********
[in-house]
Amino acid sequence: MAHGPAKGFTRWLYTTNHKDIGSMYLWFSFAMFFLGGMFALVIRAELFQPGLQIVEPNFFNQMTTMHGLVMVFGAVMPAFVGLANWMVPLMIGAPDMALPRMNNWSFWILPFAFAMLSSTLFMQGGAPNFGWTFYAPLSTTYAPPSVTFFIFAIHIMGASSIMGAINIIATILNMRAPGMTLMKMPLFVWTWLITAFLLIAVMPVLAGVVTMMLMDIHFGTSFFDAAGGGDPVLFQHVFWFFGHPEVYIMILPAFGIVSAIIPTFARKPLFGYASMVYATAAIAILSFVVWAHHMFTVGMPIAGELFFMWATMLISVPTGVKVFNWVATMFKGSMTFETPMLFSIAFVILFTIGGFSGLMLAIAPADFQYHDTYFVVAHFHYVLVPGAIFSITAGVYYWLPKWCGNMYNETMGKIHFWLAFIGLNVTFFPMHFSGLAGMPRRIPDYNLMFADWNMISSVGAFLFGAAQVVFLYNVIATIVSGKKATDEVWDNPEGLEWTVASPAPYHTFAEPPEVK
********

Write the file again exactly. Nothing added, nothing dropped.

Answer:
[in-house]
Amino acid sequence: MAHGPAKGFTRWLYTTNHKDIGSMYLWFSFAMFFLGGMFALVIRAELFQPGLQIVEPNFFNQMTTMHGLVMVFGAVMPAFVGLANWMVPLMIGAPDMALPRMNNWSFWILPFAFAMLSSTLFMQGGAPNFGWTFYAPLSTTYAPPSVTFFIFAIHIMGASSIMGAINIIATILNMRAPGMTLMKMPLFVWTWLITAFLLIAVMPVLAGVVTMMLMDIHFGTSFFDAAGGGDPVLFQHVFWFFGHPEVYIMILPAFGIVSAIIPTFARKPLFGYASMVYATAAIAILSFVVWAHHMFTVGMPIAGELFFMWATMLISVPTGVKVFNWVATMFKGSMTFETPMLFSIAFVILFTIGGFSGLMLAIAPADFQYHDTYFVVAHFHYVLVPGAIFSITAGVYYWLPKWCGNMYNETMGKIHFWLAFIGLNVTFFPMHFSGLAGMPRRIPDYNLMFADWNMISSVGAFLFGAAQVVFLYNVIATIVSGKKATDEVWDNPEGLEWTVASPAPYHTFAEPPEVK